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“I don’t think you ever get over it, because you go through someone else’s pain and you live with it,” William added. “I just felt that the most important thing was understanding and realizing it was there. And I think that if I hadn’t been doing what I was doing, I might’ve gone into my shell a bit and gone, ‘I can deal with this myself.’ And then, potentially, down the line, it manifests itself in a much worse situation.”

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And in May 2019 the Duke of Cambridge collaborated on a different documentary, A Royal Team Talk. In it, he spoke about mental health with famous soccer players including Gareth Southgate, Thierry Henry and Peter Crouch. Once again, William touched upon what the air ambulance job had been like.

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“It leaves you with a very depressing, very negative feeling, where you think death is just around the door everywhere I go,” William explained. “And that’s quite a burden to carry and feel. And I felt that with a few jobs that I did, where there were particular personal resonations with the families that I was dealing with.”

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At the moment, then, the royal family appears to be refreshingly open about discussing mental health. But arguably the first royal to talk about this was Princess Diana. Back in 1995, just a few years before her untimely death, she talked to the BBC’s Panorama about some life experience she’d been through.

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“I was unwell with post-natal depression, which no one ever discusses, post-natal depression,” Diana said on the show. “You have to read about it afterwards, and that in itself was a bit of a difficult time. You’d wake up in the morning feeling you didn’t want to get out of bed, you felt misunderstood, and just very, very low in yourself.”

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The mother of William and Harry added, “I received a great deal of treatment, but I knew in myself that actually what I needed was space and time to adapt to all the different roles that had come my way. I knew I could do it, but I needed people to be patient and give me the space to do it.”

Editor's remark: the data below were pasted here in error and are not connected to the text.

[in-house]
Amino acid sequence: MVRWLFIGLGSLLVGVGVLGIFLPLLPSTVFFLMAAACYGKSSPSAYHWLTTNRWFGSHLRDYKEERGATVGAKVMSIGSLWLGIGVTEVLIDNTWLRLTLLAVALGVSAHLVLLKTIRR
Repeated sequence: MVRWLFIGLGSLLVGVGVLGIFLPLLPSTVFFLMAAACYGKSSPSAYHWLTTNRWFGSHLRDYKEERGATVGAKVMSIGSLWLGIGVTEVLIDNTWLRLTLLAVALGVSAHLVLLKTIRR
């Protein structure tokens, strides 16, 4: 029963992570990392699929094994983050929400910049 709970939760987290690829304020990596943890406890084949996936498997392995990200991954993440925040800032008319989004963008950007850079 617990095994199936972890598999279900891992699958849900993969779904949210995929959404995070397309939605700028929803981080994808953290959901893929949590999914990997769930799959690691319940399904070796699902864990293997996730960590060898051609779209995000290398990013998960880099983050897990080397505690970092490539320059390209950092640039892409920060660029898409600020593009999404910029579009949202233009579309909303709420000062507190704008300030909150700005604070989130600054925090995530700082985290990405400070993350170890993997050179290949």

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Asked what the other royals thought at the time, Diana said, “Well, maybe I was the first person ever to be in this family who ever had a depression or was ever openly tearful. And obviously that was daunting, because if you’ve never seen it before how do you support it? It gave everybody a wonderful new label: Diana’s unstable and Diana’s mentally unbalanced.”

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The subject of Diana naturally came up in Football, Prince William and Our Mental Health. Her unexpected death in 1997 had shocked the world, of course. The 36-year-old princess had been in Paris when she was involved in a car crash that killed her, her partner Dodi Fayed and their chauffeur Henri Paul.

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Of no small significance was the fact that paparazzi had been chasing the car that night. The moment Diana and Fayed departed the Ritz Paris Hotel, photographers on motorbikes began following them. Furthermore, the chauffeur was drunk behind the wheel, and none of the passengers were wearing seatbelts. It was a deadly, tragic combination.

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Diana had been loved by the British public at the time of her death. There was subsequently a massive display of affection, the likes of which had barely been seen before. People came out in their thousands to pay tribute. Huge stacks of flowers started appearing outside the royal palaces.

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When Diana passed away, William had been only 15 years old and his brother Harry just 12. The two of them were kept from the limelight as much as possible in the days after Diana’s death. Their grandmother the Queen even had newspapers removed from their home in order that they wouldn’t see the headlines about their mother.

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However, both boys were present for Diana’s public funeral, and they followed her coffin on foot while millions of people watched. Needless to say, the experience affected both of them in many ways. And once William and Harry were adults, they began speaking about how their mother’s death impacted on their mental health.

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In the course of filming Football, Prince William And Our Mental Health, William again opened up about certain aspects of how Diana’s death had affected him. During the show, he conducted an interview with soccer player Marvin Sordell. In it, the latter talked about how he grew up without a father and then later had difficulties of his own with parenthood.

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“I can relate to what you’re saying,” William told Sordell. “I mean, having children is the biggest life-changing moment, it really is… I think when you’ve been through something traumatic in life… your Dad not being around, my mother dying when I was younger, your emotions come back in leaps and bounds.”